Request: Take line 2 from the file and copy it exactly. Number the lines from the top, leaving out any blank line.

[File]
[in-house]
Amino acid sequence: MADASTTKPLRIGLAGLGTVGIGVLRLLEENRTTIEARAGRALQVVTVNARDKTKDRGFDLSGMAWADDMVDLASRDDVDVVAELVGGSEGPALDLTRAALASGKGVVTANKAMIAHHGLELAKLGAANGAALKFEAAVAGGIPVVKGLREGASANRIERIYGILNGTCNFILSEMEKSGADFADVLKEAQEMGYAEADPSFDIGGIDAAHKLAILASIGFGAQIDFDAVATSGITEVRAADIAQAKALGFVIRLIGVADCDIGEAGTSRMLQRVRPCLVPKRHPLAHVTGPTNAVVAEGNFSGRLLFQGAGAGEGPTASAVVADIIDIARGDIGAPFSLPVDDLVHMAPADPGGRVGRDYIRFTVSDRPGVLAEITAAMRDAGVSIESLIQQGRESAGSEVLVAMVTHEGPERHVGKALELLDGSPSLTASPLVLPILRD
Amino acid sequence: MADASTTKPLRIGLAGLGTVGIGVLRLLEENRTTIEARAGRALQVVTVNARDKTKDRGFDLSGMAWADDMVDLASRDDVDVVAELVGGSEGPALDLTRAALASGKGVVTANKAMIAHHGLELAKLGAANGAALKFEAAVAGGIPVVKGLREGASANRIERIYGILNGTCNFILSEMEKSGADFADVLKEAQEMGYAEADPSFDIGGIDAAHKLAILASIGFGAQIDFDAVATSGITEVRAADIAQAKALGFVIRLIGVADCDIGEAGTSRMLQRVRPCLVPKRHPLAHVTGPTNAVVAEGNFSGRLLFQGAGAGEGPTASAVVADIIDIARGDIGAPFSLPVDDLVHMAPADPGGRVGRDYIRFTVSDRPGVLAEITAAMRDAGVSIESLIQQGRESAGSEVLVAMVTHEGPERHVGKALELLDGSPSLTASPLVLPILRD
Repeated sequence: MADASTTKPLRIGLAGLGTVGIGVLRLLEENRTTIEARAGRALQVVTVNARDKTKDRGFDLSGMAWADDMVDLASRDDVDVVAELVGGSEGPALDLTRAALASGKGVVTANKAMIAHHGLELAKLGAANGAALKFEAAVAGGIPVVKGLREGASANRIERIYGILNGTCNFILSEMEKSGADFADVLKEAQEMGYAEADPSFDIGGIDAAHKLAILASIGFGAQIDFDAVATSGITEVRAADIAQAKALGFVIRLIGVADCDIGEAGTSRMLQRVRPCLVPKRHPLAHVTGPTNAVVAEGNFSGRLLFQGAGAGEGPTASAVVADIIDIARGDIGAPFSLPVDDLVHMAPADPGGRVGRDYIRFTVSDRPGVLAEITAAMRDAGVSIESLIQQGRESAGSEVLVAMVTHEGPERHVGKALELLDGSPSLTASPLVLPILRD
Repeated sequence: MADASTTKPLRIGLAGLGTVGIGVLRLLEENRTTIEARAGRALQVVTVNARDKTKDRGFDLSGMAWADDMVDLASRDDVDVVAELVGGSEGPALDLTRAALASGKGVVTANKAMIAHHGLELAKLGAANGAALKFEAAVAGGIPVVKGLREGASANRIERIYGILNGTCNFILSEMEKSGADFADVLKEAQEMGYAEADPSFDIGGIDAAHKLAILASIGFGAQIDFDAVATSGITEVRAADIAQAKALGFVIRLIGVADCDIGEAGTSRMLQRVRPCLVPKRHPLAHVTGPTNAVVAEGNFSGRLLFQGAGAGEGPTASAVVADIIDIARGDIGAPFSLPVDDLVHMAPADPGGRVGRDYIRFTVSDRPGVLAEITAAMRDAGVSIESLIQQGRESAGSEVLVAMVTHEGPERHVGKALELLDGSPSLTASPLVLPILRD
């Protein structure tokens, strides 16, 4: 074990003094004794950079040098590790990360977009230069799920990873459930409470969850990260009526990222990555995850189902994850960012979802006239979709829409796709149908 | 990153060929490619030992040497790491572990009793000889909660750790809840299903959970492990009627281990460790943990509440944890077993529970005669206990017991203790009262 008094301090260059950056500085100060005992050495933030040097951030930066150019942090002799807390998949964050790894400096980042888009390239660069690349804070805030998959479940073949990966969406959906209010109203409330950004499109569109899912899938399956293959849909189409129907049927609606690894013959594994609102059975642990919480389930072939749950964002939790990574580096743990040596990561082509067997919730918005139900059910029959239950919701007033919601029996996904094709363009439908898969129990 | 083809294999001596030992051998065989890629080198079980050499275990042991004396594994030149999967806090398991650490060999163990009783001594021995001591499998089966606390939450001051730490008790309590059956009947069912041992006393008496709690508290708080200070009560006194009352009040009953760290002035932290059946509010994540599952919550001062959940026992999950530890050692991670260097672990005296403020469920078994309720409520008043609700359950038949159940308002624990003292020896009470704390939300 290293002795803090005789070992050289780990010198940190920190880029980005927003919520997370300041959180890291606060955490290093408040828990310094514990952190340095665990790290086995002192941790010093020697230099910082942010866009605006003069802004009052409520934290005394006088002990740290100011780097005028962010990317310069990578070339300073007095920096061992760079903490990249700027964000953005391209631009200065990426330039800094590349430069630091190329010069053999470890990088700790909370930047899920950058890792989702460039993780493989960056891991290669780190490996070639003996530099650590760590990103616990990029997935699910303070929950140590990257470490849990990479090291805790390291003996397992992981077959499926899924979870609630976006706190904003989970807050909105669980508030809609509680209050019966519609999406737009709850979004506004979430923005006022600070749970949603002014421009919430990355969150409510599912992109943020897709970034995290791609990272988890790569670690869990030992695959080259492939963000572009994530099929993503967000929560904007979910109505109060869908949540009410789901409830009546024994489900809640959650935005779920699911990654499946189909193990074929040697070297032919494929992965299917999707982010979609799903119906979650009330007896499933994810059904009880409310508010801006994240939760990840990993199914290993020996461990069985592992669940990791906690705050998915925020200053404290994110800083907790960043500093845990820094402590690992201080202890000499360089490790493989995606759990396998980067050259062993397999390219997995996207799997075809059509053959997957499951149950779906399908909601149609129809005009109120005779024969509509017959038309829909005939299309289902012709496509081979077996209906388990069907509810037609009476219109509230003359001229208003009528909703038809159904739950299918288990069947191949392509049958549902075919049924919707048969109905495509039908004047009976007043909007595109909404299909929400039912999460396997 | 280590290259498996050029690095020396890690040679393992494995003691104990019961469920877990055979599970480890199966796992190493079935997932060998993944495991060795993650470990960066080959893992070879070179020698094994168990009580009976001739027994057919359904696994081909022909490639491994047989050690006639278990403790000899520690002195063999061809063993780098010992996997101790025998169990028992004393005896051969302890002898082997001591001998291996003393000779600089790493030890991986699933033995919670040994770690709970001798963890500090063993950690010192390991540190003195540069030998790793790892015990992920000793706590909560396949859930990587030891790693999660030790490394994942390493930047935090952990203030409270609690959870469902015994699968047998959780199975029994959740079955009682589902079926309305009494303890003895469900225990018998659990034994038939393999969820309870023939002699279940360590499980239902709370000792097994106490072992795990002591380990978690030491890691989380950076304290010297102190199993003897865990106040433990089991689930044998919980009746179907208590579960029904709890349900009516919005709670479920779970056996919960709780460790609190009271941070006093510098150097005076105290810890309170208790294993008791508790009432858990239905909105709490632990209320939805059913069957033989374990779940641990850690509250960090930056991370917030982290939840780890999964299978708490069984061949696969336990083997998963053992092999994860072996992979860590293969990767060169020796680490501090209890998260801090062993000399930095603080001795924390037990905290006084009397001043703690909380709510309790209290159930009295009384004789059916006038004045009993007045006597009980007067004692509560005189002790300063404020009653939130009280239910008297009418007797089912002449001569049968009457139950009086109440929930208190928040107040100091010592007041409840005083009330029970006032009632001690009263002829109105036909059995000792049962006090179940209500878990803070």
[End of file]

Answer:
Amino acid sequence: MADASTTKPLRIGLAGLGTVGIGVLRLLEENRTTIEARAGRALQVVTVNARDKTKDRGFDLSGMAWADDMVDLASRDDVDVVAELVGGSEGPALDLTRAALASGKGVVTANKAMIAHHGLELAKLGAANGAALKFEAAVAGGIPVVKGLREGASANRIERIYGILNGTCNFILSEMEKSGADFADVLKEAQEMGYAEADPSFDIGGIDAAHKLAILASIGFGAQIDFDAVATSGITEVRAADIAQAKALGFVIRLIGVADCDIGEAGTSRMLQRVRPCLVPKRHPLAHVTGPTNAVVAEGNFSGRLLFQGAGAGEGPTASAVVADIIDIARGDIGAPFSLPVDDLVHMAPADPGGRVGRDYIRFTVSDRPGVLAEITAAMRDAGVSIESLIQQGRESAGSEVLVAMVTHEGPERHVGKALELLDGSPSLTASPLVLPILRD